India

By bskinna

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30 hours after locking my front door in Seattle, we're settled into our apartment in Delhi! It's almost 4 in the morning here and we sat bleary eyed in a cab as it haphazardly made its way through Hauz Khas Village's tangled side streets. I didn't have the energy to properly react, but everything you've heard about drivers here is true. The lane dividers are treated like loose suggestions, red lights warrant a honk but certainly not a stop, and turn signals are for the weak. Even in the middle of the night I like the energy Delhi's putting out, and our host is exceedingly pleasant so far. Beyond excited to (/sleep on any flat service) explore tomorrow!

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Sitting in Lodi gardens on a 15th century Mogul Tomb listening to the birds call and watching dappled sunlight play on the red sandstone carved gate. India may assault your senses, but it seems to soothe them just as well.

First tuk-tuck ride is also in the books and other than a terrifyingly close encounter with a horse and a minor bidding war at the beginning, I'd say it was a success.

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We just finished exploring old Delhi and I'm a little bit in love. This is the India I've read about- delightful chaos. Streams of people and rickshaws and livestock all jostling for space amongst narrow lanes and alleys. Wafts of spices, delectable fried things and the earthy smell of wandering cattle all battling to dominant your senses while you do your best to avoid being run over by a scooter.

We booked what was billed as an adventure tour and it did not disappoint!! Our guide stated firmly several times that this was an experience, not a tour, and that shopping or tipping was not allowed. We climbed to the spires of the spice market through hidden back lanes, flew kites with a group of schoolchildren, and watched a man train his group of pigeons on the roof of his home. Along the way we stopped for some ridiculously good street food. My personal favorite was a winter Delhi treat called "mixed wealth". It was like a sweeter whipped cream topped with edible silver and crumbles of what we as a group decided tasted like sugar cookie dough. We ended with the best meal of my life in a private Havel.

(Just as a side note, I'm writing this in the gorgeous Red Fort campus, and have had about 8 groups of delighted families asking for photos with me)

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We got a late start today because I couldn't mentally gear up for another morning without coffee and nowhere is open until 10. We tried for an English breakfast at the bakery below our Airbnb...It was pretty awful, but played almost exclusively 90s boy band ballads, so overall I give it a B.

After a short brush with death via tuk-tuk (equal parts thrilling and terrifying ) we got to the Qutub Minar complex. A quick note on Indian attraction admission- for the larger monuments there's a separate ticketing counter for foreigners. It's usually totally free of a line , which is rad, but about 10 times the cost, which is less so. Nowhere will cost you more then $5, so don't throw a fit. I'd also advise to carefully count your change. All three of us have been short changed a couple hundred rupees each time we've bought a ticket. A quick tap of your (lacking) money and a frown and they'll hand the rest over, no real fuss. I honestly have gotten a real kick out of the whole game- I respect the hustle.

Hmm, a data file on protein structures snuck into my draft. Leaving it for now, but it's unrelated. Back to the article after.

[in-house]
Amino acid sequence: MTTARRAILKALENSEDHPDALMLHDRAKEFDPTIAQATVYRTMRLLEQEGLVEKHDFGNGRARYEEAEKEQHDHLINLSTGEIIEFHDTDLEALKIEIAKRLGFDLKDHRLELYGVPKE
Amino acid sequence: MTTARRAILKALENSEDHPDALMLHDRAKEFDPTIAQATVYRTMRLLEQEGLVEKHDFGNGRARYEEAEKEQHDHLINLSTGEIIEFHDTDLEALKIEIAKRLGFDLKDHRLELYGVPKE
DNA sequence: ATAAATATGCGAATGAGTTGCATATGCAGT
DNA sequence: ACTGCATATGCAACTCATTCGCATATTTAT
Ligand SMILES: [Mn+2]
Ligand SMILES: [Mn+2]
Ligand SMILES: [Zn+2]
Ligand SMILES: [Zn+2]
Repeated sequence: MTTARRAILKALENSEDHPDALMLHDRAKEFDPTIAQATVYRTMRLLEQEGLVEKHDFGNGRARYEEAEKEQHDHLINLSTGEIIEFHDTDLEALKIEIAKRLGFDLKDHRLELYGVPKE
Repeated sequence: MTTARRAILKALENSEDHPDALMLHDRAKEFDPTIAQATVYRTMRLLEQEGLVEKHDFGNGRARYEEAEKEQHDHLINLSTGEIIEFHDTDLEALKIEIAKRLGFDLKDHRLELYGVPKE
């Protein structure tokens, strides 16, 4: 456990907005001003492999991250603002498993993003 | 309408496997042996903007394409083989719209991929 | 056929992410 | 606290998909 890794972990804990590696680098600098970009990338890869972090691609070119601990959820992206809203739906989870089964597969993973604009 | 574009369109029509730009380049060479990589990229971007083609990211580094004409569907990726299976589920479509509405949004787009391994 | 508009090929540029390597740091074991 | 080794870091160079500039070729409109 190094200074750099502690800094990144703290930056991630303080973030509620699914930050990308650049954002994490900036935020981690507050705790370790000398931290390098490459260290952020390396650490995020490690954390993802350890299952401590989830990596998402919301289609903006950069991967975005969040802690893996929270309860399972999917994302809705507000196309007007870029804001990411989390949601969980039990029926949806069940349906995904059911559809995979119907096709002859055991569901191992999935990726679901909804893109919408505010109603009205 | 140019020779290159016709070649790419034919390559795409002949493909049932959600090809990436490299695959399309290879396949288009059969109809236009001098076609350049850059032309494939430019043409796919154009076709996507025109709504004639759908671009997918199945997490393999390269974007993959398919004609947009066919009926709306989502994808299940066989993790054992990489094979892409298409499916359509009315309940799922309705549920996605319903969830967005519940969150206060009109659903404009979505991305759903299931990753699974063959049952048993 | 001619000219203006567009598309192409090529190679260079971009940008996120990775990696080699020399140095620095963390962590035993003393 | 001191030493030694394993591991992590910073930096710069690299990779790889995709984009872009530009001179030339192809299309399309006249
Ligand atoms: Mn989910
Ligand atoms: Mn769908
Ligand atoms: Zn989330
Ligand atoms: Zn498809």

We've been struggling to come up with a way to describe the Qutub Minar Complex in a way that really captures the experience. "Complex" brings to mind some gray faceless building, and this was anything but that. It was half garden and half historical ruins...some that are in near perfect condition and some just a few remaining pillars. The whole space was almost ridiculously compelling to me. I Laura Croft'd my ass through the grounds about 3 times (no easy feat, it's massive. There's probably around 15 tombs and three mosques on the property along with the tower). Combine that with a perfect seventy five degree sunny day, and you have a very happy Brittany.

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Bought some very questionable "Ray Bans" while taking in the India Gate for 100 rupees. After that everyone in a five mile radius offered to sell us everything from postcards to a kidney. A lady with a glare that I honestly believe could punch through steel at 20 paces grabbed my hand and let me know I was getting henna done. Worth it. I look fly as hell.

We meet a super nice guy while we were walking around trying to find our way to the Golden Temple, talked a bit about our trip and his home country of Nepal, and he helped us barter our next rickshaw down to about a fifth of what we've been paying. He says he'll marry me in another life, and I think future me could do much worse.

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Holy hell Agra is insane. Packed with people and donkeys and cows and near constant honking, it's kind of a nightmare to be honest. We arranged a last minute driver with our host in Delhi after our planned one fell through and made the trip down this AM. No time for breakfast so I made do with chips and water and Josh with a gas station muffin. Bryan ordered some monstrosity called a paneer hot dog- we both made fun but it actually ended up looking decent. Anyways I was hungry and cranky with it by the time we checked into our guest house (which is a calm little oasis, thank god) so we made a quick KFC stop. Our driver is pretty miffed that we didn't take his Taj Mahal Restaurant suggestion, but he's still taking us to the Agra Fort to explore.